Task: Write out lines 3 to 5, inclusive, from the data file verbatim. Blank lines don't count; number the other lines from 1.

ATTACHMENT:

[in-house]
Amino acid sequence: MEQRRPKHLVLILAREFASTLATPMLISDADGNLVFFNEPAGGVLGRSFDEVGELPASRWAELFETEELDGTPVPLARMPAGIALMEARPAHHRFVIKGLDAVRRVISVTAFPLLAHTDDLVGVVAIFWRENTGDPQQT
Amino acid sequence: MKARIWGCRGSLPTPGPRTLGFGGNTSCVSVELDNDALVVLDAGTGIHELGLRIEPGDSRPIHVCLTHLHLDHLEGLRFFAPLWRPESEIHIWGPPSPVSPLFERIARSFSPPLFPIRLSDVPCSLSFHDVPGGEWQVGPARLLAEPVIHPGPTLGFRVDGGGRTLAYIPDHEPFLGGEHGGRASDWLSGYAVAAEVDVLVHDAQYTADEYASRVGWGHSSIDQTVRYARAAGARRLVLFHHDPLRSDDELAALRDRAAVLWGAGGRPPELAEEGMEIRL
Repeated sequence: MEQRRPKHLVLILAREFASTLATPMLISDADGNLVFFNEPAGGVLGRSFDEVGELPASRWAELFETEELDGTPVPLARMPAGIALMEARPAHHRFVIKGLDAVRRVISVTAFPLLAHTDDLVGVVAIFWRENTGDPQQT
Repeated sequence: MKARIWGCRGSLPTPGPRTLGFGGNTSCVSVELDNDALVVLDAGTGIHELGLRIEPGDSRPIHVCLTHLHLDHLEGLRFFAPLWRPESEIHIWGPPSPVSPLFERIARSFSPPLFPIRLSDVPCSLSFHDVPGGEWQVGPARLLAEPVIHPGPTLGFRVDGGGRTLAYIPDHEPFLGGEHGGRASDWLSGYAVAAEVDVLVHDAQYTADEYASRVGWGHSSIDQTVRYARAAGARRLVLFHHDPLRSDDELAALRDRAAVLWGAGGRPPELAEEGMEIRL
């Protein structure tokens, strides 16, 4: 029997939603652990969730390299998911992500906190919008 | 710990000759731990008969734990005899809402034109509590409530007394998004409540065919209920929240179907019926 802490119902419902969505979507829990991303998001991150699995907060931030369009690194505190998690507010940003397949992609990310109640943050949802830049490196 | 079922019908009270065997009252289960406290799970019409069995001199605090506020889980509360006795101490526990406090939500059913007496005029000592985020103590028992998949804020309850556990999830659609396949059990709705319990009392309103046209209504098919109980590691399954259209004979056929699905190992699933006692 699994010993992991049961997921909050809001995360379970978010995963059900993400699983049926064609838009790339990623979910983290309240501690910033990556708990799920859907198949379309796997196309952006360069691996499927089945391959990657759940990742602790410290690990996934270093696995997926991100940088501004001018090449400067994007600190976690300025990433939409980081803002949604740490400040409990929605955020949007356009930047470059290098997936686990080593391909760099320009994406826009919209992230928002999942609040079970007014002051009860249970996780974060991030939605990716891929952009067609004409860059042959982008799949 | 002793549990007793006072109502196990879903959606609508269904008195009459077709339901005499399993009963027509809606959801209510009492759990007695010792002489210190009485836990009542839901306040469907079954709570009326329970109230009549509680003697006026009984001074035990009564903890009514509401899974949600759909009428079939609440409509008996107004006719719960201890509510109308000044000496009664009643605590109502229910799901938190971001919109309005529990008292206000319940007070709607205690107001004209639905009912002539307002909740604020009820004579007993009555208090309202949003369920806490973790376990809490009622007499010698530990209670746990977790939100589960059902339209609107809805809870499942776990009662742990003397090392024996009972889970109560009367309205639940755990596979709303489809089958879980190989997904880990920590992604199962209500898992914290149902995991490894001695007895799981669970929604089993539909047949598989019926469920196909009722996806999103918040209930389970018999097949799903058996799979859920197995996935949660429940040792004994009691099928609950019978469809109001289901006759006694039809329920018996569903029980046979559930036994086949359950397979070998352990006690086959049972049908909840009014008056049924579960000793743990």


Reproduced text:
Amino acid sequence: MKARIWGCRGSLPTPGPRTLGFGGNTSCVSVELDNDALVVLDAGTGIHELGLRIEPGDSRPIHVCLTHLHLDHLEGLRFFAPLWRPESEIHIWGPPSPVSPLFERIARSFSPPLFPIRLSDVPCSLSFHDVPGGEWQVGPARLLAEPVIHPGPTLGFRVDGGGRTLAYIPDHEPFLGGEHGGRASDWLSGYAVAAEVDVLVHDAQYTADEYASRVGWGHSSIDQTVRYARAAGARRLVLFHHDPLRSDDELAALRDRAAVLWGAGGRPPELAEEGMEIRL
Repeated sequence: MEQRRPKHLVLILAREFASTLATPMLISDADGNLVFFNEPAGGVLGRSFDEVGELPASRWAELFETEELDGTPVPLARMPAGIALMEARPAHHRFVIKGLDAVRRVISVTAFPLLAHTDDLVGVVAIFWRENTGDPQQT
Repeated sequence: MKARIWGCRGSLPTPGPRTLGFGGNTSCVSVELDNDALVVLDAGTGIHELGLRIEPGDSRPIHVCLTHLHLDHLEGLRFFAPLWRPESEIHIWGPPSPVSPLFERIARSFSPPLFPIRLSDVPCSLSFHDVPGGEWQVGPARLLAEPVIHPGPTLGFRVDGGGRTLAYIPDHEPFLGGEHGGRASDWLSGYAVAAEVDVLVHDAQYTADEYASRVGWGHSSIDQTVRYARAAGARRLVLFHHDPLRSDDELAALRDRAAVLWGAGGRPPELAEEGMEIRL